An alternative to paying for excess baggage.

me

‘Miss, your bag is 2kg over the limit. That’ll be £100’.

As if! My flight to Japan wasn’t starting out as the relaxing journey that I had anticipated. Despite flying with Qatar, a respected Middle Eastern airline they were extremely strict with baggage allowances, giving Ryanair a run for their money.

I was moving to Japan to live there for at least a year so I needed to pack some essential items. I have massive feet even for UK standards so I needed to pack a good supply. I also have crazy, curly hair so I needed to pack a diffuser hairdryer. Add that with all the smart suits I needed for teaching and 30kg just wasn’t enough luggage!

To avoid paying £100 so I had more money to spend on Sushi and Kawaii things in Japan, I decided to wear 2kg of clothes on the plane. As I clumsily floated through security wearing two extra skirts, two pairs of jeans and as many jumpers I could sling round my shoulders, I hoped I gave off the vibe that I was a stylish yet modest Amish woman, not a crazy mentally unstable eccentric.

I wasn’t going to let my fashion faux pas get in the way of my pre-flight tradition; a good old pint of Stella! As I made my way to my seat at the bar, a nearby woman looked visibly appalled as I peeled off my many layers so that I didn’t sweat to death.

Needless to say no-one sat next to me on neither of the two flights over….

 

pint

Organising a round the world trip is stressful!

view, mountains

Planning a round the world trip is not easy. In effect I’m leaving behind all that I have worked hard for all these years for the unknown. So many people have said to me ‘if it’s so stressful just don’t go’.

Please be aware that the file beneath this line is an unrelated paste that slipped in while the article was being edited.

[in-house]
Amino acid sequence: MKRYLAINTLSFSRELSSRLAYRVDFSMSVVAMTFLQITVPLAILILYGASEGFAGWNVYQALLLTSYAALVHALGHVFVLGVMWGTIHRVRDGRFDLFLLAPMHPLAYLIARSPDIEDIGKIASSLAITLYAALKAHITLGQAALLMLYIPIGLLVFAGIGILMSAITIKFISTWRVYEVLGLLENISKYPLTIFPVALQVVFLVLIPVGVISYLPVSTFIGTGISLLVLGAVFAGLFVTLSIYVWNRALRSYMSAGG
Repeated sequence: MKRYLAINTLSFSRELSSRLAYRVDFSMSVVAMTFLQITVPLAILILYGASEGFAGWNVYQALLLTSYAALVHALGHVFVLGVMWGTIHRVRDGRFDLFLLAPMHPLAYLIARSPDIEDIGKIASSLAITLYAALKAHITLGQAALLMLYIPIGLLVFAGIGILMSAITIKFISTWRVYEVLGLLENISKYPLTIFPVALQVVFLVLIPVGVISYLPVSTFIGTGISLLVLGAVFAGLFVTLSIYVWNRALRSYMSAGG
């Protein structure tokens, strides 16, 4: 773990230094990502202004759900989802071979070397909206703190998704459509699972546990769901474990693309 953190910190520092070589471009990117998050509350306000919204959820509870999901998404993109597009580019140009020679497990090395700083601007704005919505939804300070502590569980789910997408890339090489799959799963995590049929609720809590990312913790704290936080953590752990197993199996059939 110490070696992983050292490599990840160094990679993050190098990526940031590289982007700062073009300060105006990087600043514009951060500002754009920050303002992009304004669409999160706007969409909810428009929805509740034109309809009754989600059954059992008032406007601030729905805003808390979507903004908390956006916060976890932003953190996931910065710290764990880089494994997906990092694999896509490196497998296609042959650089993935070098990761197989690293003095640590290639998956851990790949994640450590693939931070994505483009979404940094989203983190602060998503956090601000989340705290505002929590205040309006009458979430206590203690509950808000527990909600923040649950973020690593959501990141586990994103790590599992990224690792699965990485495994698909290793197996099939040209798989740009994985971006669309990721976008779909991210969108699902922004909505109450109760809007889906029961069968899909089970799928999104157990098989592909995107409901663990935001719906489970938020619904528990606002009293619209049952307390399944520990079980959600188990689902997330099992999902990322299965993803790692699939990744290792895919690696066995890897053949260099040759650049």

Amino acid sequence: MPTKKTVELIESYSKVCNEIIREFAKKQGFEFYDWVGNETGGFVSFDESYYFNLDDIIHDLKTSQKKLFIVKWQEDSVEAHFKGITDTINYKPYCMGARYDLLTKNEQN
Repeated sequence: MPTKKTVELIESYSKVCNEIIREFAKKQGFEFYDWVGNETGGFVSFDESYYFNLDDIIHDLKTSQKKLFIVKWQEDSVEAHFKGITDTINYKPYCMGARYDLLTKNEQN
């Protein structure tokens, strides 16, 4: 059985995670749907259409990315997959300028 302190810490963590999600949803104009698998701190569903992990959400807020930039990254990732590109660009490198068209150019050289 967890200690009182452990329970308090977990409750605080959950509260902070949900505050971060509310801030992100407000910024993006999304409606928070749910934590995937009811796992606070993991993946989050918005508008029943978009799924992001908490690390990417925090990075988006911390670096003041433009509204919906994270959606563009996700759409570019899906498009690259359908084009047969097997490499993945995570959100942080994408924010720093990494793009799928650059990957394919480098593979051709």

but I need to go!

Luckily there are books out there that go through the logistics of planning a career break, I especially found the ones by lonely planet helpful. I remember sitting in the garden last summer devouring every word in these travel books. It was a glimpse in to an unknown world, a world of mystery and independence. A world where anything was possible and I could follow my dreams.

it was all I could think about

This excitement phase lasted a good couple of months. Then when the enormous reality of planning for such a trip became apparant, I became scared and overwhelmed

Visas, passports, vaccinations, malaria tablets, shoes, clothes, sunscreen, travel insurance… The list of things I needed to get got longer and longer by the day.

I am also having to give up my lovely flat in Liverpool, somewhere I feel happy and safe. Give up the security of a job for a year. Not to mention the stress involved trying to cancel contracts and sort out bills! Sometimes it seems that no one has ever left the country for more than two weeks before!

But they have, many many more before me

It’s now 25 days before I leave. Less than 4 weeks! Luckily I have most things sorted but I still feel a little overwhelmed at the enormity of what I am about to do. I know that even though it’s scary I will love it and come back a better person. I’m so lucky to be able to take a year off from the rat race to do exactly what I want to do.

Even though it’s scary, I will do it and I will do it on my own

 

Teaching English in Candeleda

candeleda, view

So there I was, on a bus full of Spanairds and Anglos from all around the world on my way to a hotel in an isolated little Spanish town.